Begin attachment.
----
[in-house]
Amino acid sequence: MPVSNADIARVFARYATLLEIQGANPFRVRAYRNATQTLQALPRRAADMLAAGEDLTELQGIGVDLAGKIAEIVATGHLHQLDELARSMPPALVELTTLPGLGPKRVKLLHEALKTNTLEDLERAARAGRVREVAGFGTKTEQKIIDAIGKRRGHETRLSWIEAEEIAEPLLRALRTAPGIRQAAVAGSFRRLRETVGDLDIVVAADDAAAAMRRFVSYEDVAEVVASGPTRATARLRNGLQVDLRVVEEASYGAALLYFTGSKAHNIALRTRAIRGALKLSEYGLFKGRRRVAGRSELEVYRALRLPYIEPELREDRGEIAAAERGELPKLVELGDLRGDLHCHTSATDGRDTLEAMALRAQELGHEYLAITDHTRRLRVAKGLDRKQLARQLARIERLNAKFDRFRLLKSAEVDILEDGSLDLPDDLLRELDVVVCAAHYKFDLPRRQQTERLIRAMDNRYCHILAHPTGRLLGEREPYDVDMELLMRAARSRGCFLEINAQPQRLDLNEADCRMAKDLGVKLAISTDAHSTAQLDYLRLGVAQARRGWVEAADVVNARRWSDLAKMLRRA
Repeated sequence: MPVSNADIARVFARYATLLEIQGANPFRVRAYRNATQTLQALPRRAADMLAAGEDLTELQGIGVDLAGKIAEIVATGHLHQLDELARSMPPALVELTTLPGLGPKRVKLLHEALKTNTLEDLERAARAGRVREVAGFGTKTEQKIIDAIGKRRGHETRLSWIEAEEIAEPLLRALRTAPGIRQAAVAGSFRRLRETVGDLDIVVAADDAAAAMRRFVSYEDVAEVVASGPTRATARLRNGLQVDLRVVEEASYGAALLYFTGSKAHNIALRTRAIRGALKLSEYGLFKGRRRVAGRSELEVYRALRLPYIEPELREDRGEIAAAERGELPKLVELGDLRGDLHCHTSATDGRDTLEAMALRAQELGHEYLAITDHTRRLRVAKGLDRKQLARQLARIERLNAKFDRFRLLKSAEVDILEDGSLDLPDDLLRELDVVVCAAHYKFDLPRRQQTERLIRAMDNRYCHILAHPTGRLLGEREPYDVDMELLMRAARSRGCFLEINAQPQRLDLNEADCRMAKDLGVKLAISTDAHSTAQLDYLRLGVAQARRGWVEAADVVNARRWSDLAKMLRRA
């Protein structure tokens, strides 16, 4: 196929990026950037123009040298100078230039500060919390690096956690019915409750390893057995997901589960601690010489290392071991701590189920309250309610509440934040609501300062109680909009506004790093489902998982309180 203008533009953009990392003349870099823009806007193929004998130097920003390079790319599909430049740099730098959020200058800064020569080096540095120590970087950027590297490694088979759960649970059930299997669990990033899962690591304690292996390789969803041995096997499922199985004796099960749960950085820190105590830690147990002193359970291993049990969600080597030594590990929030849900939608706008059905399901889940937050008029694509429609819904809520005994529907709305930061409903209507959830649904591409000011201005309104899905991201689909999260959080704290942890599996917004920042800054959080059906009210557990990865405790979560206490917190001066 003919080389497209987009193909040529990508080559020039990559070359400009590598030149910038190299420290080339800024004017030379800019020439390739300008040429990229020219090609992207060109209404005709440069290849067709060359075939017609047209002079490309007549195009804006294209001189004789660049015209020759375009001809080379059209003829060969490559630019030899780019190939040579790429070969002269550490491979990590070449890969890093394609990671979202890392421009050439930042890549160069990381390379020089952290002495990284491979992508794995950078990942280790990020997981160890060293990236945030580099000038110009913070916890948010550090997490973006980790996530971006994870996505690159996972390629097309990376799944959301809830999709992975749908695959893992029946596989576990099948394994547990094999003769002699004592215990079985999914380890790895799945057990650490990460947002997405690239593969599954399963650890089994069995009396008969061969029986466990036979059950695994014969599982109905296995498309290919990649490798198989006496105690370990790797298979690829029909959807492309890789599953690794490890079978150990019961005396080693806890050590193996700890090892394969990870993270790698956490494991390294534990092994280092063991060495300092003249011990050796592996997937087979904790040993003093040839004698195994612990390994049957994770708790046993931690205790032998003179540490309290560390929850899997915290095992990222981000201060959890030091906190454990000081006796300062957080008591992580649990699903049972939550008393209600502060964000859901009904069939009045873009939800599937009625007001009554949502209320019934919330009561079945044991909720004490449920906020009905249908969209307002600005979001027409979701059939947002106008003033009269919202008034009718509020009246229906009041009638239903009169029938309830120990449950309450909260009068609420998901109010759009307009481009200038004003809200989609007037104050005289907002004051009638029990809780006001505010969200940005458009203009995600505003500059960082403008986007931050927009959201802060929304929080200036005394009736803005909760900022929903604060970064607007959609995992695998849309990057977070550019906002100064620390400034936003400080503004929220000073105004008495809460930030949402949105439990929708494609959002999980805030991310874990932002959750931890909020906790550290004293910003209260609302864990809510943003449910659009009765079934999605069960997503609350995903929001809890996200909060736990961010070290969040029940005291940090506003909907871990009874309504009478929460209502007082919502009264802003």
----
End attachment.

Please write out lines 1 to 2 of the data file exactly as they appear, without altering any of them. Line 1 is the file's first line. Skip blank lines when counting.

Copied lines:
[in-house]
Amino acid sequence: MPVSNADIARVFARYATLLEIQGANPFRVRAYRNATQTLQALPRRAADMLAAGEDLTELQGIGVDLAGKIAEIVATGHLHQLDELARSMPPALVELTTLPGLGPKRVKLLHEALKTNTLEDLERAARAGRVREVAGFGTKTEQKIIDAIGKRRGHETRLSWIEAEEIAEPLLRALRTAPGIRQAAVAGSFRRLRETVGDLDIVVAADDAAAAMRRFVSYEDVAEVVASGPTRATARLRNGLQVDLRVVEEASYGAALLYFTGSKAHNIALRTRAIRGALKLSEYGLFKGRRRVAGRSELEVYRALRLPYIEPELREDRGEIAAAERGELPKLVELGDLRGDLHCHTSATDGRDTLEAMALRAQELGHEYLAITDHTRRLRVAKGLDRKQLARQLARIERLNAKFDRFRLLKSAEVDILEDGSLDLPDDLLRELDVVVCAAHYKFDLPRRQQTERLIRAMDNRYCHILAHPTGRLLGEREPYDVDMELLMRAARSRGCFLEINAQPQRLDLNEADCRMAKDLGVKLAISTDAHSTAQLDYLRLGVAQARRGWVEAADVVNARRWSDLAKMLRRA